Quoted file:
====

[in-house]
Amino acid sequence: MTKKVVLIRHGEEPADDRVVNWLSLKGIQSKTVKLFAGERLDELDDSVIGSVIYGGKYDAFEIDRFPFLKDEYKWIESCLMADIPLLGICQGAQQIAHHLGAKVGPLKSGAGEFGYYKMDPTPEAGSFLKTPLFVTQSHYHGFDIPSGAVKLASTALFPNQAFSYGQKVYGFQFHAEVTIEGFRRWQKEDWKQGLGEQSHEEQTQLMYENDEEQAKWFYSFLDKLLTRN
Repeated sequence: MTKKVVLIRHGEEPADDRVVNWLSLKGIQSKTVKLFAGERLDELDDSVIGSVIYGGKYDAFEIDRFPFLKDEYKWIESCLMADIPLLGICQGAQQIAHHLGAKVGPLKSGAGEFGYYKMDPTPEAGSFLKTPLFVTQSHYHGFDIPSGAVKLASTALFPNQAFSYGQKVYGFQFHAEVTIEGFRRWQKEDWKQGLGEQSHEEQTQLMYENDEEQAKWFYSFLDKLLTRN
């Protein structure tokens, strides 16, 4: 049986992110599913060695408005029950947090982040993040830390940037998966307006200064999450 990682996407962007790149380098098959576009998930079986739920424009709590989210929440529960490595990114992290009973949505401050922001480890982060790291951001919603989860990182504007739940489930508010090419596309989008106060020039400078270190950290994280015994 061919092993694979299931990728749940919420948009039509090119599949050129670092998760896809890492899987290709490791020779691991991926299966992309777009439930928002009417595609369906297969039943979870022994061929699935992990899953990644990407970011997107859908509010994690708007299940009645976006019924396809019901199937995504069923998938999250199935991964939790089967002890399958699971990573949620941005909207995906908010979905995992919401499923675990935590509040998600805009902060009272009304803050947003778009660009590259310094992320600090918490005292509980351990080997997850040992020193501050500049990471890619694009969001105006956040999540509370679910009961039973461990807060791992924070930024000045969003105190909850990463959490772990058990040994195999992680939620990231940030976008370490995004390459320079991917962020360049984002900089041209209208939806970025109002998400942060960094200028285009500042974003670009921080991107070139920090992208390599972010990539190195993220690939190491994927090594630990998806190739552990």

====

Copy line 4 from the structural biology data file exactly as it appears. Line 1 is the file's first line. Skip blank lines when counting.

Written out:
């Protein structure tokens, strides 16, 4: 049986992110599913060695408005029950947090982040993040830390940037998966307006200064999450 990682996407962007790149380098098959576009998930079986739920424009709590989210929440529960490595990114992290009973949505401050922001480890982060790291951001919603989860990182504007739940489930508010090419596309989008106060020039400078270190950290994280015994 061919092993694979299931990728749940919420948009039509090119599949050129670092998760896809890492899987290709490791020779691991991926299966992309777009439930928002009417595609369906297969039943979870022994061929699935992990899953990644990407970011997107859908509010994690708007299940009645976006019924396809019901199937995504069923998938999250199935991964939790089967002890399958699971990573949620941005909207995906908010979905995992919401499923675990935590509040998600805009902060009272009304803050947003778009660009590259310094992320600090918490005292509980351990080997997850040992020193501050500049990471890619694009969001105006956040999540509370679910009961039973461990807060791992924070930024000045969003105190909850990463959490772990058990040994195999992680939620990231940030976008370490995004390459320079991917962020360049984002900089041209209208939806970025109002998400942060960094200028285009500042974003670009921080991107070139920090992208390599972010990539190195993220690939190491994927090594630990998806190739552990």